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Evolution as Learning Yields Hyperbolic Discounting

  • James Woods

    (Portland State University)

Learning is modeled as an infection, which jumps from person to person. The rate of infection mimics individual discount rates and induces savings behavior on its own. It is shown that the apparent discount rate, the combination of the agents' true discount rate and the infection rate, decreases over time and approaches the agents' true discount rate. This decrease, known as hyperbolic discounting, is consistent with what is observed in psychology studies, while the limiting case, exponential discounting, is consistent with market level observations. This model closes the gap between individual and market level observations of discounting behavior without explicitly assuming the two kinds of discounting nor relying on commitment mechanisms.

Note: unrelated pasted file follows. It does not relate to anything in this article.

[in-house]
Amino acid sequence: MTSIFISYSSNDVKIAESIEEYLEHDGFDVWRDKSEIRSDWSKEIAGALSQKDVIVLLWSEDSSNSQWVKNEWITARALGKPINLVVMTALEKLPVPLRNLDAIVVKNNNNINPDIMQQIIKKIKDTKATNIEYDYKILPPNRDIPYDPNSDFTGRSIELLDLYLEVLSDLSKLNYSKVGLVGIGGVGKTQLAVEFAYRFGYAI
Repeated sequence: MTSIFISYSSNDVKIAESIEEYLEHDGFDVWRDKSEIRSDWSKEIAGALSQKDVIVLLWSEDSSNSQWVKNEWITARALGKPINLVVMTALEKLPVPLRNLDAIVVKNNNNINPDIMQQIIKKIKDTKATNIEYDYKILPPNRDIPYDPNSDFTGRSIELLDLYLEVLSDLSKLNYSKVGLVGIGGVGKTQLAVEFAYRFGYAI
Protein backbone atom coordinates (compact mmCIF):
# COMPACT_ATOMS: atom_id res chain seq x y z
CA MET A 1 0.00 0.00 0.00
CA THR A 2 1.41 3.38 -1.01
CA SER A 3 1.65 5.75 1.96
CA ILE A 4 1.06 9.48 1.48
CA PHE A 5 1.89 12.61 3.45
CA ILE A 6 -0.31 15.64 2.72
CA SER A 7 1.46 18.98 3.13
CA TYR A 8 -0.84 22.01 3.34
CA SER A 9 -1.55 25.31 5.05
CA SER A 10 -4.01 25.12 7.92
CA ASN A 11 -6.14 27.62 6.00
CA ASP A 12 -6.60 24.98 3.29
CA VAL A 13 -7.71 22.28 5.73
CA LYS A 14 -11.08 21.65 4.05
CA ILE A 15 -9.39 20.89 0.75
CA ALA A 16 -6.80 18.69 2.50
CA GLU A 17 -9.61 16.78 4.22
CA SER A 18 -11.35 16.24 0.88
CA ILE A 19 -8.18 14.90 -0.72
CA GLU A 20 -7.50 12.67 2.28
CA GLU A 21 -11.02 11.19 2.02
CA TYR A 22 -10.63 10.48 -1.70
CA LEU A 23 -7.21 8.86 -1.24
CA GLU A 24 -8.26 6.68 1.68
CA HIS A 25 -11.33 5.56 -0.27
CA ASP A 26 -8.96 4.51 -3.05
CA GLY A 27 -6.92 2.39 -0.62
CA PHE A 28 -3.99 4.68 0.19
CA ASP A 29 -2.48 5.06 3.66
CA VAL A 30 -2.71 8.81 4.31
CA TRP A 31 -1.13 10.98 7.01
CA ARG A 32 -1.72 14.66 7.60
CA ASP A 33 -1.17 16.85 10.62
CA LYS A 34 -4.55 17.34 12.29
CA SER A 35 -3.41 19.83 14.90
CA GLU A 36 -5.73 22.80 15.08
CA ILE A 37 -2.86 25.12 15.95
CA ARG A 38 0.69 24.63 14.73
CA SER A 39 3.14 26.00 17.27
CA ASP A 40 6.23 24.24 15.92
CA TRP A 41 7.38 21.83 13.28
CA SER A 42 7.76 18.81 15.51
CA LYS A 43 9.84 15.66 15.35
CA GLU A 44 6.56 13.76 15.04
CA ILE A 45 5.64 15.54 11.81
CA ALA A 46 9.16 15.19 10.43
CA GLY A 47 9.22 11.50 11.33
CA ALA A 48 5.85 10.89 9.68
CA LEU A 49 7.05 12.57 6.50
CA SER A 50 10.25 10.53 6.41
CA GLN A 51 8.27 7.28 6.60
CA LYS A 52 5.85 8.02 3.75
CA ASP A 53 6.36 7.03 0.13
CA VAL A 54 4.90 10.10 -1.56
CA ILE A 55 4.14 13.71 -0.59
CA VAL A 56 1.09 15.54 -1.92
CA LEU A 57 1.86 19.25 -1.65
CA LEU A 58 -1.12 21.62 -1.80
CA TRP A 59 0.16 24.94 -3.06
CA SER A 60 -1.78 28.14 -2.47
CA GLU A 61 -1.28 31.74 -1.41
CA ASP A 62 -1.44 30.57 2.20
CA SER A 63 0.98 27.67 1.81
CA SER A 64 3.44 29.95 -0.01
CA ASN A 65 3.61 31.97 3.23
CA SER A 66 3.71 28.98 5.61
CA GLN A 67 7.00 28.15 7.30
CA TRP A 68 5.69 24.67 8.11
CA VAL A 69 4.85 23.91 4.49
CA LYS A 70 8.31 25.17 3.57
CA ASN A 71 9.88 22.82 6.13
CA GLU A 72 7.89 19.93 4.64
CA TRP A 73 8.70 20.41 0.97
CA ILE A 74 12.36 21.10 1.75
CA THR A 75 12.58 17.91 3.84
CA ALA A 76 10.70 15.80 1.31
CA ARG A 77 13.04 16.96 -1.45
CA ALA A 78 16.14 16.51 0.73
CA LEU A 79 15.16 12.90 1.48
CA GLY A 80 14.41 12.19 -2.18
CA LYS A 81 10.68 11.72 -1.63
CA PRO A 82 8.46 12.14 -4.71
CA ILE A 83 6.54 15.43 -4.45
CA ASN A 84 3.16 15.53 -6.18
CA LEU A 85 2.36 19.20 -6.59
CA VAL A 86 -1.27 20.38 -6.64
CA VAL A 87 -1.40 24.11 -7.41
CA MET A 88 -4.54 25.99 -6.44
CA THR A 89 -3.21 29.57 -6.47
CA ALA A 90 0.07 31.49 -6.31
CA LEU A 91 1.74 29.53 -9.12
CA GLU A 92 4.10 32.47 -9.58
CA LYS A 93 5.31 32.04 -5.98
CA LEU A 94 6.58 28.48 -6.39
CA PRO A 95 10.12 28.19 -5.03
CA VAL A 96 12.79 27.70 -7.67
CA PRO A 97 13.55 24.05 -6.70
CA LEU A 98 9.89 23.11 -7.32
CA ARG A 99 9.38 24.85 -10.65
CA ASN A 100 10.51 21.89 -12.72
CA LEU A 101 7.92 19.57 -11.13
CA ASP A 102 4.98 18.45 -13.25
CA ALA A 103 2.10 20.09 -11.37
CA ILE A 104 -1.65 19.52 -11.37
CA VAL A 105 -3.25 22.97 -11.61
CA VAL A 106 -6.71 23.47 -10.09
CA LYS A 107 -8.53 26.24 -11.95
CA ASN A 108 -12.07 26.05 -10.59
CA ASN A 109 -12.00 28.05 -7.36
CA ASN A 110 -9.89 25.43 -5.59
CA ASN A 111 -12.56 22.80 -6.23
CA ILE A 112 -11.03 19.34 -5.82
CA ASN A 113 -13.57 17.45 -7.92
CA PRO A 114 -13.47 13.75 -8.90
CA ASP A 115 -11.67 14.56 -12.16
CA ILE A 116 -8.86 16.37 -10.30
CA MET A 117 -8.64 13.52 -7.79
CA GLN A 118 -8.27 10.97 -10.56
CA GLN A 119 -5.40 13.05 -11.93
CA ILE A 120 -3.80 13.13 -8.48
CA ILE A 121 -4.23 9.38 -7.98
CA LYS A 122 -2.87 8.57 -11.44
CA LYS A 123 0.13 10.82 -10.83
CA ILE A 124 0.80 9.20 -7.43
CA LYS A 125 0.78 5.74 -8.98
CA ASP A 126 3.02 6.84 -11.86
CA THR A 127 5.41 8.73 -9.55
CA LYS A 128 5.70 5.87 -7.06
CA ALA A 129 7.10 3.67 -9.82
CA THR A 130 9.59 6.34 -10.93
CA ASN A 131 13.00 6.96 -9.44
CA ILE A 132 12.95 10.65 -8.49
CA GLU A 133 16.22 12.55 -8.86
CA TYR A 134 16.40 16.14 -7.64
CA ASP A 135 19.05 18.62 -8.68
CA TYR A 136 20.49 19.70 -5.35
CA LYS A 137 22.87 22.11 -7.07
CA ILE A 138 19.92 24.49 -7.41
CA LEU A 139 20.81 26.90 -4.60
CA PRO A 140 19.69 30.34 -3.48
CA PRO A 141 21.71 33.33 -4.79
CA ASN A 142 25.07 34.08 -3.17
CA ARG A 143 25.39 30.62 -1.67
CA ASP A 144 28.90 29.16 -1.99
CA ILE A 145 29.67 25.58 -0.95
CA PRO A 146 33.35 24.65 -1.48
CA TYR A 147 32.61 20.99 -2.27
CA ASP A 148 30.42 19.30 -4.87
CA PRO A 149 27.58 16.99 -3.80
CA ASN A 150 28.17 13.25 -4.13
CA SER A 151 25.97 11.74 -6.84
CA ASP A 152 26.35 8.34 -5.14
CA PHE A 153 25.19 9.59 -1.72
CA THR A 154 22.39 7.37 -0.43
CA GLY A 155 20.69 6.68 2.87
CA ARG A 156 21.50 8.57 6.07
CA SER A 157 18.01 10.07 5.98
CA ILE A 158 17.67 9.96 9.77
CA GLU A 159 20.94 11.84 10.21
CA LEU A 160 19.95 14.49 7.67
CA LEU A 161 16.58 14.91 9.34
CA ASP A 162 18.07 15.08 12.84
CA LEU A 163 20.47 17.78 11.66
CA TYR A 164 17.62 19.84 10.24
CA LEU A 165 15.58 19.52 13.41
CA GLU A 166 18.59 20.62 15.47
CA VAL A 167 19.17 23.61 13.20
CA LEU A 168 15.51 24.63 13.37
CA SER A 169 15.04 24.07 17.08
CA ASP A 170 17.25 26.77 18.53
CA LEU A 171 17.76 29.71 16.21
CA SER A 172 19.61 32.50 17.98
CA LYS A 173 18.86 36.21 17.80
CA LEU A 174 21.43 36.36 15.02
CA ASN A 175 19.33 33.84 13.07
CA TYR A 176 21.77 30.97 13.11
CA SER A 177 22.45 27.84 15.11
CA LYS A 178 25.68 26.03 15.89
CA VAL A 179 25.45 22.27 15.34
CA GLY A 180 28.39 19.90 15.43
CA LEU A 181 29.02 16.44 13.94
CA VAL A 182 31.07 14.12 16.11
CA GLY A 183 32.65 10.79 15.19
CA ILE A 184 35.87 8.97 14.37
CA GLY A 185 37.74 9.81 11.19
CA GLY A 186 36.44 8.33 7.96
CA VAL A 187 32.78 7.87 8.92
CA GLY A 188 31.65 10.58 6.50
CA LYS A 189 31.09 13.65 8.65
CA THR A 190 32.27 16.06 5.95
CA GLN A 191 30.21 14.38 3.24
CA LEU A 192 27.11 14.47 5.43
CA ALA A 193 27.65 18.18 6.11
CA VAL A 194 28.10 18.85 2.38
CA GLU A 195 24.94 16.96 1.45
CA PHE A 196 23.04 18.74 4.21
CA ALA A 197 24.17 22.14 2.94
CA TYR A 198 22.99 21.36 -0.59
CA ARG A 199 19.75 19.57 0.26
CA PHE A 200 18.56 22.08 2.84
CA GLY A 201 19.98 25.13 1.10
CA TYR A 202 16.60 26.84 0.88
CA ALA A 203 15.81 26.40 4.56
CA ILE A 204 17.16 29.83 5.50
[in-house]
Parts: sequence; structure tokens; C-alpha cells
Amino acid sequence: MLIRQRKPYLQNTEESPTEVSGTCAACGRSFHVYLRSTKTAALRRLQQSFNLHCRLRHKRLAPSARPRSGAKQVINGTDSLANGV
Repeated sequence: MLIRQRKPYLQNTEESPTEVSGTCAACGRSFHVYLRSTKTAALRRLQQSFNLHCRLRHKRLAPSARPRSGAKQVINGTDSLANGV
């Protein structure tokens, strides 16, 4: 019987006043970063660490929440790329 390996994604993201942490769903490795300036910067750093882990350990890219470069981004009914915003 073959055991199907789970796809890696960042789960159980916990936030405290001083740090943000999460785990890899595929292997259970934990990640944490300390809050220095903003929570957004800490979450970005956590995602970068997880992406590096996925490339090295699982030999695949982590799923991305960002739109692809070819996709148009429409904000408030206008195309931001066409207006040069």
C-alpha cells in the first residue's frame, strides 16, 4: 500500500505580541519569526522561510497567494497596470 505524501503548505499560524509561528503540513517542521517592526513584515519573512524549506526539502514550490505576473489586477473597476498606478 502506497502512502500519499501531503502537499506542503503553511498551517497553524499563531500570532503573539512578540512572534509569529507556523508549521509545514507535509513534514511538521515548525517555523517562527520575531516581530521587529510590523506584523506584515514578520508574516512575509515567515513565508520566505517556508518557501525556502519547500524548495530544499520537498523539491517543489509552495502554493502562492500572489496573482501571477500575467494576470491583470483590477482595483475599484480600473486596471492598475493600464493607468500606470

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Paper provided by EconWPA in its series GE, Growth, Math methods with number 0309001.

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Length: 23 pages
Date of creation: 01 Sep 2003
Date of revision: 28 Dec 2003
Handle: RePEc:wpa:wuwpge:0309001
Note: Type of Document - Acrobat PDF; prepared on Linux Kile; to print on PostScript; pages: 23; figures: included
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  1. Shane Frederick & George Loewenstein & Ted O'Donoghue, 2002. "Time Discounting and Time Preference: A Critical Review," Journal of Economic Literature, American Economic Association, vol. 40(2), pages 351-401, June.
  2. Laibson, David I., 1997. "Golden Eggs and Hyperbolic Discounting," Scholarly Articles 4481499, Harvard University Department of Economics.
  3. Read, Daniel, 2001. " Is Time-Discounting Hyperbolic or Subadditive?," Journal of Risk and Uncertainty, Springer, vol. 23(1), pages 5-32, July.
  4. Azfar, Omar, 1999. "Rationalizing hyperbolic discounting," Journal of Economic Behavior & Organization, Elsevier, vol. 38(2), pages 245-252, February.
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